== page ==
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‘Yes’ on school levies | Trumka unloads | Democratic decline

Wednesday, January 24, 2018




► In today’s News Tribune — Renew levies, vote yes for strong schools (editorial) — Long after McCleary fades into history, South Sound schools will need levy and bond aid to cover programs, facilities and staff (such as school nurses) not funded by the state. What the Legislature did was centered on Washington’s “paramount duty” under the constitution to provide a basic education. But local communities — whether urban, suburban or rural — have a duty of their own. To produce thriving, well-rounded students who will eventually run our society, local schools need to be better than basic.

► In today’s Seattle Times — Legislation in Olympia targets sexual harassment in the workplace — Thanks to the awareness brought by the #MeToo movement, the Legislature will hear bills Wednesday aimed at harassment in private workplaces. Two bills would remove obstacles that hinder employees from coming forward with claims, said Sen. Karen Keiser (D-Des Moines), who introduced the proposals. One would ensure employment contracts don’t block employees from speaking publicly about sexual-harassment allegations, while the other would secure an employee’s right to file a claim. A third bill would create a group to develop model practices intended to make the workplace safer from sexual harassment.

► In today’s News Tribune — For the first time, a woman will be honored with her name on a Capitol Campus building — The Helen Sommers Building name legislation passed this year following a protracted fight over the name in 2017 between Republicans and Democrats that also held up a symbolic tribute to the late Sen. Andy Hill.

► From The Stranger — Bill seeks to make it easier for formerly incarcerated people to vacate their convictions — If you’ve gone to prison in Washington state, odds are you’ve come out with debt. Legal financial obligations, or LFOs, accrue interest while you’re imprisoned. Failure to pay them off can land you back in jail. But Washington does allow some former prisoners to rehabilitate — after they’ve paid their LFOs. Too often, however, LFOs saddle people long after they’ve fulfilled the other commitments of their probation. And while formerly incarcerated people are trying to pay off their debt, a conviction prevents them from gaining stable housing or a job. A new bill seeks to change that, by allowing certain lower level convictions to be scrubbed before LFOs are fully paid.

► In today’s Olympian — Panel OKs low carbon fuels standard — A state House committee has approved a measure that would require fuel producers and importers to reduce greenhouse gas emissions associated with gasoline and other transportation fuels.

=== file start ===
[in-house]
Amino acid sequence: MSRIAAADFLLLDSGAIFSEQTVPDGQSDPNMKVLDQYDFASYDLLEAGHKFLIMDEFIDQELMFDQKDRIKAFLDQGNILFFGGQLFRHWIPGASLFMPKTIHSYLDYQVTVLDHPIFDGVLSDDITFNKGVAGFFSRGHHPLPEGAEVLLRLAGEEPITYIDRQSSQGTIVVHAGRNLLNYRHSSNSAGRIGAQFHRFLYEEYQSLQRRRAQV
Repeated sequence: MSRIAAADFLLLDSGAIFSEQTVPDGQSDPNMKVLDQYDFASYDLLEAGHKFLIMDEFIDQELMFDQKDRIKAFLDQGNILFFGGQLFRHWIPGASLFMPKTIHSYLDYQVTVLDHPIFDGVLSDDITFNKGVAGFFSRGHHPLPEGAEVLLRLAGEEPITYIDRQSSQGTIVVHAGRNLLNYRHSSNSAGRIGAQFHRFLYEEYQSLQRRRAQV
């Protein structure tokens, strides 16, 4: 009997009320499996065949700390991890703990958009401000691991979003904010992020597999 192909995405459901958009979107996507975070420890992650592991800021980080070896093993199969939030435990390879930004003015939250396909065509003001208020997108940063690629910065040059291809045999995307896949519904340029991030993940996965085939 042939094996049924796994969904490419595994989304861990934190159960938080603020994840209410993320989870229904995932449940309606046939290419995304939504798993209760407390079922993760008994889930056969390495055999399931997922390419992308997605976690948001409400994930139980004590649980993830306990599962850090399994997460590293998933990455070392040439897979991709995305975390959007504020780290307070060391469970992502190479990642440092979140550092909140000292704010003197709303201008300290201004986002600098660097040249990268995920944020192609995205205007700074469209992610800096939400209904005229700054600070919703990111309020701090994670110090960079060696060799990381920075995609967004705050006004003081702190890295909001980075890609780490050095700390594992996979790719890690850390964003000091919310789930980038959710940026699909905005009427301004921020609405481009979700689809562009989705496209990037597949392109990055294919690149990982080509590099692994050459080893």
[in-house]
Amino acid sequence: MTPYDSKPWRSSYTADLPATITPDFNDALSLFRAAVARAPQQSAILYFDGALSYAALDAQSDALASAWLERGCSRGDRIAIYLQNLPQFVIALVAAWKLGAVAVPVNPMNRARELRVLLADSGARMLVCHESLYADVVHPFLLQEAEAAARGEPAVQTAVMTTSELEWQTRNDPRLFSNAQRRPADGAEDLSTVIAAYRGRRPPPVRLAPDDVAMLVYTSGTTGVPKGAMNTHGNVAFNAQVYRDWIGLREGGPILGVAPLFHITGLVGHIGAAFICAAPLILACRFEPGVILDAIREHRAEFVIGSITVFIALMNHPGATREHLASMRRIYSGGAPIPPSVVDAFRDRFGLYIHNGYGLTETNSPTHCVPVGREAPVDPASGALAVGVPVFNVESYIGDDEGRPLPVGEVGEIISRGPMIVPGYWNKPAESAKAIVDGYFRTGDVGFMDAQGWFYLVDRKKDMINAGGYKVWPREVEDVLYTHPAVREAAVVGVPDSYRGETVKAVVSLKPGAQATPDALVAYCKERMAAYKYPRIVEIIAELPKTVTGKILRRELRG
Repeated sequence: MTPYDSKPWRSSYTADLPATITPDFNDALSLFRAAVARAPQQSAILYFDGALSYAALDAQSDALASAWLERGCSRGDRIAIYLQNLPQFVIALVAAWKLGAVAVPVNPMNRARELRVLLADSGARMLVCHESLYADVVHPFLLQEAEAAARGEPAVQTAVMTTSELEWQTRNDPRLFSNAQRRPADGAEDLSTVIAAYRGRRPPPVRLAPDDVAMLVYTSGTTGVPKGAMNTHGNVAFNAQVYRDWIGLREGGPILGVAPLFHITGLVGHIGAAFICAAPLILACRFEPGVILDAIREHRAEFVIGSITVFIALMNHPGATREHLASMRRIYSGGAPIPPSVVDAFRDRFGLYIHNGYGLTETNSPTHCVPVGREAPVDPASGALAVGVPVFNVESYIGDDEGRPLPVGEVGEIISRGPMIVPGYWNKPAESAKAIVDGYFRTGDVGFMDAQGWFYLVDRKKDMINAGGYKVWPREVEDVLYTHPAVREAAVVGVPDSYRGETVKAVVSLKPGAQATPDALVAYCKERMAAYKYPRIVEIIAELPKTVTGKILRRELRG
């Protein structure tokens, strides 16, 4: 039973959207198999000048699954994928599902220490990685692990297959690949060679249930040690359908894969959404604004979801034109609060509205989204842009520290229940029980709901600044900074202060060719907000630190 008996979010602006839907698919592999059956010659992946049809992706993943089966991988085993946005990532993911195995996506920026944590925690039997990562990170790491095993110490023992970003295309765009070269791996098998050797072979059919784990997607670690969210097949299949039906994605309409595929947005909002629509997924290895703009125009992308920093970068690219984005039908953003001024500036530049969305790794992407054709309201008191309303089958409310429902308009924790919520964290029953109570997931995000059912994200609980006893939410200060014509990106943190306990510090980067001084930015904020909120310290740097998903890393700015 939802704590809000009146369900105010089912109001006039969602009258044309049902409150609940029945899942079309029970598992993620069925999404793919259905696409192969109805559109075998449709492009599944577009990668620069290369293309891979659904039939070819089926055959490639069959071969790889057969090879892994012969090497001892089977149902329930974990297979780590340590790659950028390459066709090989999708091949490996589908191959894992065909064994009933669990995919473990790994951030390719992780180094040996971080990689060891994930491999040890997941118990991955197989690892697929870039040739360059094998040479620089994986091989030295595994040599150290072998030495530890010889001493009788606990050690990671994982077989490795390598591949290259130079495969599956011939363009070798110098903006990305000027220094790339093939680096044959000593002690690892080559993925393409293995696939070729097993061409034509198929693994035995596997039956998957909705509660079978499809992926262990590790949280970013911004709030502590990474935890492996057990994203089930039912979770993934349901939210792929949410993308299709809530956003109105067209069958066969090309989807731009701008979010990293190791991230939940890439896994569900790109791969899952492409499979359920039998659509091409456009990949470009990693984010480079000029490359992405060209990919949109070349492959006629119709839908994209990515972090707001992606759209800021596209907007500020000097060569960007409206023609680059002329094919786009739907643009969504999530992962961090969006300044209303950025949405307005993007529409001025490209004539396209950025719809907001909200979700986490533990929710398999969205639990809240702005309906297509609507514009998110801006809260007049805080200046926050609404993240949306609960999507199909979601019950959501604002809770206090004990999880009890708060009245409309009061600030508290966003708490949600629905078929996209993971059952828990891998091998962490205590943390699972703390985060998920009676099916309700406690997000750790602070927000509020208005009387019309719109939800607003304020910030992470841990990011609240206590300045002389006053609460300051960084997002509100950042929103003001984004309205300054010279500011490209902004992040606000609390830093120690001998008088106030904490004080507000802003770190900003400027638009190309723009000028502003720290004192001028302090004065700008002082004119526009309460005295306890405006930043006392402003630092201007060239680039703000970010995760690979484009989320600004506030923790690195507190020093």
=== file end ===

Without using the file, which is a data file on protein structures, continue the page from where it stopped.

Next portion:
► In today’s Columbian — Local Democratic PAC plans to disband after complaints — A political action committee associated with the local Democratic Party has stated that it will disband after being targeted by a conservative activist who has filed hundreds of complaints against similar organizations and politicians across the state.




► In today’s Oregonian — Oregon voters overwhelmingly pass health care taxes — Oregon’s Medicaid program survived intact Tuesday, after voters approved hundreds of millions of dollars in health care taxes in a special election. Measure 101, which led 61 percent to 39 percent with returns partially tallied, was the only issue on the ballot. It will raise $210 million to $320 million in taxes on Oregon’s largest hospitals and many health insurance policies by 2019. Voters’ wide approval of the tax deal was a victory for Democrats, who put the deal together and brokered enough votes in the Legislature to pass it, and for the health care industry, which bankrolled the “yes” campaign and will benefit from the resulting $1 billion-plus that will be spent on Oregonians’ health care. 




► From KNKX — Burien’s first Latino mayor is the son of undocumented farmworkers — For the first time in Burien’s 25-year history, the mayor is a member of the city’s Latino community. Newly-elected City Council Member Jimmy Matta was chosen by his peers to serve as mayor in a meeting Monday evening. Matta’s elevation to mayor follows a contentious local election in which immigration and changing demographics were flashpoints.

ALSO at The Stand — Path to Power candidate training Mar. 28-30




► In today’s NY Times — Union chief says Trump, having ‘actively hurt’ workers, is losing support — The president of the AFL-CIO, Richard Trumka, who flirted with an alliance with President Trump, delivered a searing critique on Tuesday of the president’s first year, saying that he had used the White House “to actively hurt working people” and favor corporate interests. “Broken promises are bad enough,” Trumka said during a meeting with reporters. “But President Trump has also used his office to actively hurt working people. He has joined with corporations and their political allies to undermine the right of workers to bargain collectively. He has taken money out of our pockets and made our workplace less safe. He has divided our country, abandoned our values and given cover to racism and other forms of bigotry.”

ALSO at The Stand — Trump’s Labor Dept. wants to let bosses confiscate workers’ tips